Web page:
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"Pipe Rack" Fits Into Front And Back Receiver Hitches
My home-built irrigation pipe rack fits into receiver hitches on front and back of my 1-ton pickup. Its really handy to use and didnt cost much to build, says Dan Ambrose, Grand View, Idaho.
  Ambrose gets a lot of mileage out of home-built receiver hitch brackets that he uses for everything from welding trailers to shop welding tables and 3-pt. hitches (Vol. 36, No. 5). The L-shaped metal brackets are designed to accept a standard receiver hitch. The height of each bracket can be adjusted by changing the position of a bolt.
  Ambrose uses the pipe rack to haul 40-ft. long, 3-in. dia. irrigation pipes, which extend out over the pickup cab.   
  The pipe rack consists of 2 brackets. One fits into the front hitch and the other into the back. Each rack extends out 3 ft. and then up 5 ft., with a 7-ft. long horizontal telescoping frame on top.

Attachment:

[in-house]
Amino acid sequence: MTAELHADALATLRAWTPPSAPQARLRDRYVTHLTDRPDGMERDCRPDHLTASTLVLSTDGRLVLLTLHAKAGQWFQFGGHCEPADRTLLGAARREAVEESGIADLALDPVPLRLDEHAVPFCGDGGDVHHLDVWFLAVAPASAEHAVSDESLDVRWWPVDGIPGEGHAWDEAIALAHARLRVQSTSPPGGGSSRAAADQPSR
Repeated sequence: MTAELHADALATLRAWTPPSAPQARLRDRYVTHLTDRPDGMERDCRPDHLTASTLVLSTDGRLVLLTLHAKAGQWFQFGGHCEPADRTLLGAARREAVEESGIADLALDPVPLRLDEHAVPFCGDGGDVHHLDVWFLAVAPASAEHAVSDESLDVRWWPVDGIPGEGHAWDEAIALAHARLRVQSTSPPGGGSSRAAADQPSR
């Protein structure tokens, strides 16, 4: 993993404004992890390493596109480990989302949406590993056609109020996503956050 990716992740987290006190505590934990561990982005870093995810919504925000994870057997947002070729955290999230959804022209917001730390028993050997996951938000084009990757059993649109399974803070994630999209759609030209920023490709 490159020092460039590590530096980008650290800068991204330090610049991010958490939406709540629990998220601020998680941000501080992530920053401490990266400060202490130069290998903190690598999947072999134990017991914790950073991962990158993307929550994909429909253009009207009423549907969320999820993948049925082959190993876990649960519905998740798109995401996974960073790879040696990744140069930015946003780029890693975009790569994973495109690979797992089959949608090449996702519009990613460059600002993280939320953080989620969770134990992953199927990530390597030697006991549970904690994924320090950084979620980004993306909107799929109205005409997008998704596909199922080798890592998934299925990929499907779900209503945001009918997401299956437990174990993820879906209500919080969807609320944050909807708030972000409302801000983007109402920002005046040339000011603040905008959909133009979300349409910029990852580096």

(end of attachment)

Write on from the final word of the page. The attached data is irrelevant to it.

The top sections telescope out to either side. Hinged uprights at each end can be flipped up or down.
  To load pipe I flip the uprights down on one side of the pickup. Once the rack is full I loosen a bolt and flip the uprights up to keep the pipe in place, says Ambrose. A lot of farmers build 2-wheeled pipe-hauling trailers, but I didnt want to tie up an axle for something that I would only use twice a year.
  Contact: FARM SHOW Followup, Dan Ambrose, 22219 River Road, Grand View, Idaho 83624 (ph 208 834-2388 or cell 208 598-3498; pdugger@earthlink.net).

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2013 - Volume #37, Issue #1